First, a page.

[Constitution, Jefferson's Manual, and the Rules of the House of Representatives, 111th Congress]
[House Document 110-162]
[Jeffersons Manual of ParliamentaryPractice]
[From the U.S. Government Printing Office, www.gpo.gov]
House to comply with his requisition, or not, as they see fitting. 2
Hats., 232; 1 Blackst., 186; 5 Grey, 122.
* * * * *
Sec. 584. Parliamentary law as to adjournment of the
Commons and Lords.
The two Houses of Parliament have the sole, separate, and
independent power of adjourning each their respective Houses. The King
has no authority to adjourn them; he can only signify his desire, and it
is in the wisdom and prudence of either
The modern practice of the House adheres to this principle
(Sec. Sec. 912, 913, infra). Clause 4 of rule XVI admits at the
discretion of the Speaker a separate motion of equal privilege that when
the House adjourns on that day it stand adjourned to a day and time
certain (consistent with article I, section 5, clause 4 of the
Constitution, not in excess of three days).
Sec. 585. Motion to adjourn not to be amended.
A motion to
adjourn, simply cannot be amended, as by adding ``to a particular day;''
but must be put simply ``that this House do now adjourn;'' and if
carried in the affirmative, it is adjourned to the next sitting day,
unless it has come to a previous resolution, ``that at its rising it
will adjourn to a particular day,'' and then the House is adjourned to
that day. 2 Hats., 82.
fied for the conclusion of the proposed recess (V, 6667). A Committee of
the Whole takes a recess only by permission of the House (V, 6669-6671;
VIII, 3362). The motion for a recess is not privileged (V, 4302, 5301,
6740), in the House or in Committee of the Whole (June 26, 1981, p.
14356) against a demand that business proceed in the regular order (V,
6663; VIII, 3354-3356). However, beginning in the 102d Congress a motion
to authorize the Speaker to declare a recess was given a privilege equal
to that of the motion to adjourn (clause 4 of rule XVI); and beginning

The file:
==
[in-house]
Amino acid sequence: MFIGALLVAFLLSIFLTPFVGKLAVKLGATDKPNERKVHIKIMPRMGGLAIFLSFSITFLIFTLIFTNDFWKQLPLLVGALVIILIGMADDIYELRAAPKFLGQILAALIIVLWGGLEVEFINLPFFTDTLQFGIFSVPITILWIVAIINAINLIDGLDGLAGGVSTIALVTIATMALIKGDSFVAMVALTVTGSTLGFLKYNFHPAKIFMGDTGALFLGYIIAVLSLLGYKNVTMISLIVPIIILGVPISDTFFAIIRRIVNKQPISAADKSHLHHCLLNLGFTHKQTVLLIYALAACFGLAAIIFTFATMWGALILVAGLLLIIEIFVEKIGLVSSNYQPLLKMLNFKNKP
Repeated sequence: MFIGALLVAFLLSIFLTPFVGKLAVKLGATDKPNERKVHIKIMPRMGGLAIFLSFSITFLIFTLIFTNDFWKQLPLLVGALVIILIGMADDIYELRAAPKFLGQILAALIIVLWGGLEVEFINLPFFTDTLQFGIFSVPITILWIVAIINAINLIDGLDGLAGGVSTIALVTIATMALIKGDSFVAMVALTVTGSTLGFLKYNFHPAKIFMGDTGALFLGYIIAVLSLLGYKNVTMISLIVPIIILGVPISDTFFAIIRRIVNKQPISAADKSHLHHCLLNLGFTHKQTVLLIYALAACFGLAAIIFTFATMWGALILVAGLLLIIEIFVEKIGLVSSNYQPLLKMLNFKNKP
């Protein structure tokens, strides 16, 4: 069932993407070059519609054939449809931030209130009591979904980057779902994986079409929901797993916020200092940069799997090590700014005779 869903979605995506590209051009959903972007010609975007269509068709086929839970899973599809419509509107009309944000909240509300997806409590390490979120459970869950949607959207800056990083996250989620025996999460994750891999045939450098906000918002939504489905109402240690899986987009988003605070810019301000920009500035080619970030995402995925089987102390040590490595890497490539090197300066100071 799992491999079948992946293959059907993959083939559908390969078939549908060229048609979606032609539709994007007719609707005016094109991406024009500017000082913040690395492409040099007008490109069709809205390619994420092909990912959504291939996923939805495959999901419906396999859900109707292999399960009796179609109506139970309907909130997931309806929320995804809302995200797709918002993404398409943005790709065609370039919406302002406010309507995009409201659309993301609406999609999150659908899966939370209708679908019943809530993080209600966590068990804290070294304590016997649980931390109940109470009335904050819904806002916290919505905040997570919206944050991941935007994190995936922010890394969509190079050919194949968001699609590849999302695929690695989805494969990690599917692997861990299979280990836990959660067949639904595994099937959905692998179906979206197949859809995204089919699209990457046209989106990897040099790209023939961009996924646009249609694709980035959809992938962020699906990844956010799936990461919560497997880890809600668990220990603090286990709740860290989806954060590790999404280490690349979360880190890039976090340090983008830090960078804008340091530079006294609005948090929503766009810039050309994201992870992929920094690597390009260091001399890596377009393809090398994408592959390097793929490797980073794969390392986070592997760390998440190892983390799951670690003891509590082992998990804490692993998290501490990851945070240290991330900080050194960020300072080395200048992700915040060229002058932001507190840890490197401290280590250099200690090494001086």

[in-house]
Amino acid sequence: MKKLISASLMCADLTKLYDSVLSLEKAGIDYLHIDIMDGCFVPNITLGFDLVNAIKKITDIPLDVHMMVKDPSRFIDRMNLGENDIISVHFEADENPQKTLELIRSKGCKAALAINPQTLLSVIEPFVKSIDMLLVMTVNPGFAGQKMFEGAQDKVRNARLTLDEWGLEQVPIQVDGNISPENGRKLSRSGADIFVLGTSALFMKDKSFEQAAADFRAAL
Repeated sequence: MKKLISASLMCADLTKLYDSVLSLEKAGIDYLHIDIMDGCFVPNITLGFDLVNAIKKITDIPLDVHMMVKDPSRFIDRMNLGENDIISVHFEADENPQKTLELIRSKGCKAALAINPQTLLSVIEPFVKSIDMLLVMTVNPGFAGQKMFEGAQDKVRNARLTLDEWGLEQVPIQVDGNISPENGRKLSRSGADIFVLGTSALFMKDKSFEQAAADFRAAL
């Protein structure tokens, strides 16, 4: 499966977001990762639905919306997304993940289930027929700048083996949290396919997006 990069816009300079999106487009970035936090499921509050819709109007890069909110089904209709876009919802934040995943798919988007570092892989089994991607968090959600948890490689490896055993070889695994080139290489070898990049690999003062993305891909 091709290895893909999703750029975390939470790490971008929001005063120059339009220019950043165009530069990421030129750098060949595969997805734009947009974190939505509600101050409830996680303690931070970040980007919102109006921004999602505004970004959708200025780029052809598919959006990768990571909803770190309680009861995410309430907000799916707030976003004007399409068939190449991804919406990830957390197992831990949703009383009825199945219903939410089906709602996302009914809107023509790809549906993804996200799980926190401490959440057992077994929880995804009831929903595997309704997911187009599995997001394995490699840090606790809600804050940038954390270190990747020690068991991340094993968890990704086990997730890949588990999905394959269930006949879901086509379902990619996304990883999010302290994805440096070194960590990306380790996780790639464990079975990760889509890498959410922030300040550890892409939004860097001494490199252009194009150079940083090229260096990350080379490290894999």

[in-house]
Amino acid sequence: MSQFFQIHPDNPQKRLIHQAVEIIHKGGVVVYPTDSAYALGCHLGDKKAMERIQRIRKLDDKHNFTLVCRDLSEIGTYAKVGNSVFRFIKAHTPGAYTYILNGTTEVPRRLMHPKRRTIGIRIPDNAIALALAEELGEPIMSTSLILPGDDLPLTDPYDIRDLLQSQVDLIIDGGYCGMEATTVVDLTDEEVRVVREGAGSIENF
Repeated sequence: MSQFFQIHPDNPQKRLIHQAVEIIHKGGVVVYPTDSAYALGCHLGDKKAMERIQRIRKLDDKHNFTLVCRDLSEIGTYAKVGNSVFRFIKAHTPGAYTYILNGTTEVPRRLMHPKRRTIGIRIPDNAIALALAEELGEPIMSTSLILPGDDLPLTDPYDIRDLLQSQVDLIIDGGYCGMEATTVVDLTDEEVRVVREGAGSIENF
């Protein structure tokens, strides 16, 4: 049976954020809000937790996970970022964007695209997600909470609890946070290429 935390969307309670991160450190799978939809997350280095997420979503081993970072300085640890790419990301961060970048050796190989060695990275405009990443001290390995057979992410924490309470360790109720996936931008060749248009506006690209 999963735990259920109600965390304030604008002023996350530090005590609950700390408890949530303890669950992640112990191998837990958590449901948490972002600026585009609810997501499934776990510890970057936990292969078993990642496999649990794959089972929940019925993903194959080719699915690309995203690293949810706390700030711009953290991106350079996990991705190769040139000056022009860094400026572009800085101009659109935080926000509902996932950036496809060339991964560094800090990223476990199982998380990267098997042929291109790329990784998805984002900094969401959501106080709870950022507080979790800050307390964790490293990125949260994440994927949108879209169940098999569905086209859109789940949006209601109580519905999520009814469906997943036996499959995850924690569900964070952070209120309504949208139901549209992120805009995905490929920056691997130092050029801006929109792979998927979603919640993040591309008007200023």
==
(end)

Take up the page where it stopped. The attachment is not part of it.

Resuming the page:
in the 103d Congress the Speaker was authorized to declare a recess
``for a short time when no question is pending'' (clause 12 of rule I).
For the Speaker's authority to declare an emergency recess when notified
of an imminent threat to the safety of the House, see Sec. 639, infra.
An adjournment during pleasure is effected in the House by a motion
for a recess. A recess may not be taken by less than a quorum (IV, 2958-
2960), and consequently the motion for it is not in order in the absence
of a quorum (IV, 2955-2957). When the hour previously fixed for a recess
arrives, the Chair declares the House in recess even in the midst of a
division or when a quorum is not present (IV, 664; V, 6665, 6666); but a
roll call is not in this way interrupted (V, 6054, 6055). Where a
special order requires a recess at a certain hour of a certain day, the
recess is not taken if the encroachment of a prior legislative day
prevents the existence of said certain day as a legislative day (IV,
3192). And an adjournment at a time before the hour fixed for a recess
vacates the recess (IV, 3283). A motion for a recess must, when
entertained, be voted on, even though the taking of the vote may have
been prevented until after the hour speci
Sec. 586. Motion for a recess.
Where it is convenient that
the business of the House be suspended for a short time, as for a
conference presently to be held, &c., it adjourns during pleasure; 2
Hats., 305; or for a quarter of an hour. 4 Grey, 331.
Sec. 587. Adjournment pronounced by the
If a question be put for adjournment, it is no adjournment till
the Speaker pronounces it. 5 Grey, 137. And from courtesy and respect,
no member leaves his place till the Speaker has passed on.